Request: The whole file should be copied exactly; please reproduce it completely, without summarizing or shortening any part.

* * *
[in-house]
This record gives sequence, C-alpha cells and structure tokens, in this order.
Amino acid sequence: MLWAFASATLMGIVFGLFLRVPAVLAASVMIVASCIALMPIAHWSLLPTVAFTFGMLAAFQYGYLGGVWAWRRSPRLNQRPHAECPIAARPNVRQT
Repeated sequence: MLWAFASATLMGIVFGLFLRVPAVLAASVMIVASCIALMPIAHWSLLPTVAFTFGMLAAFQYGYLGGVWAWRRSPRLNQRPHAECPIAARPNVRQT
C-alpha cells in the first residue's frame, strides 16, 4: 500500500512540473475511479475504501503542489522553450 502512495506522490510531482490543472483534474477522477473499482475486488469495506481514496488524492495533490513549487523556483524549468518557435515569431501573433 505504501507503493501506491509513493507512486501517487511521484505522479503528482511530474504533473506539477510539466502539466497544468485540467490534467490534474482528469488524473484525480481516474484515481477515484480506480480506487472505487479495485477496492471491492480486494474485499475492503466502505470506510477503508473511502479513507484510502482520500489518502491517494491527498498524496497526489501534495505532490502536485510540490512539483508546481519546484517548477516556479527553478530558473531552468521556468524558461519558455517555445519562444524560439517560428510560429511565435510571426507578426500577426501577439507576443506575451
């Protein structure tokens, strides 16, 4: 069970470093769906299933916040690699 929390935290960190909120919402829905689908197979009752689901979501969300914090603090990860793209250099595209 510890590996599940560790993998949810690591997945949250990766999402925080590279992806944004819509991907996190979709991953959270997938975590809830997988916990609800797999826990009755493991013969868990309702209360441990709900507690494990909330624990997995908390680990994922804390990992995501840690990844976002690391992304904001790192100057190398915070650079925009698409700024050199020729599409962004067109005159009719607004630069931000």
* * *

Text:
[in-house]
This record gives sequence, C-alpha cells and structure tokens, in this order.
Amino acid sequence: MLWAFASATLMGIVFGLFLRVPAVLAASVMIVASCIALMPIAHWSLLPTVAFTFGMLAAFQYGYLGGVWAWRRSPRLNQRPHAECPIAARPNVRQT
Repeated sequence: MLWAFASATLMGIVFGLFLRVPAVLAASVMIVASCIALMPIAHWSLLPTVAFTFGMLAAFQYGYLGGVWAWRRSPRLNQRPHAECPIAARPNVRQT
C-alpha cells in the first residue's frame, strides 16, 4: 500500500512540473475511479475504501503542489522553450 502512495506522490510531482490543472483534474477522477473499482475486488469495506481514496488524492495533490513549487523556483524549468518557435515569431501573433 505504501507503493501506491509513493507512486501517487511521484505522479503528482511530474504533473506539477510539466502539466497544468485540467490534467490534474482528469488524473484525480481516474484515481477515484480506480480506487472505487479495485477496492471491492480486494474485499475492503466502505470506510477503508473511502479513507484510502482520500489518502491517494491527498498524496497526489501534495505532490502536485510540490512539483508546481519546484517548477516556479527553478530558473531552468521556468524558461519558455517555445519562444524560439517560428510560429511565435510571426507578426500577426501577439507576443506575451
């Protein structure tokens, strides 16, 4: 069970470093769906299933916040690699 929390935290960190909120919402829905689908197979009752689901979501969300914090603090990860793209250099595209 510890590996599940560790993998949810690591997945949250990766999402925080590279992806944004819509991907996190979709991953959270997938975590809830997988916990609800797999826990009755493991013969868990309702209360441990709900507690494990909330624990997995908390680990994922804390990992995501840690990844976002690391992304904001790192100057190398915070650079925009698409700024050199020729599409962004067109005159009719607004630069931000």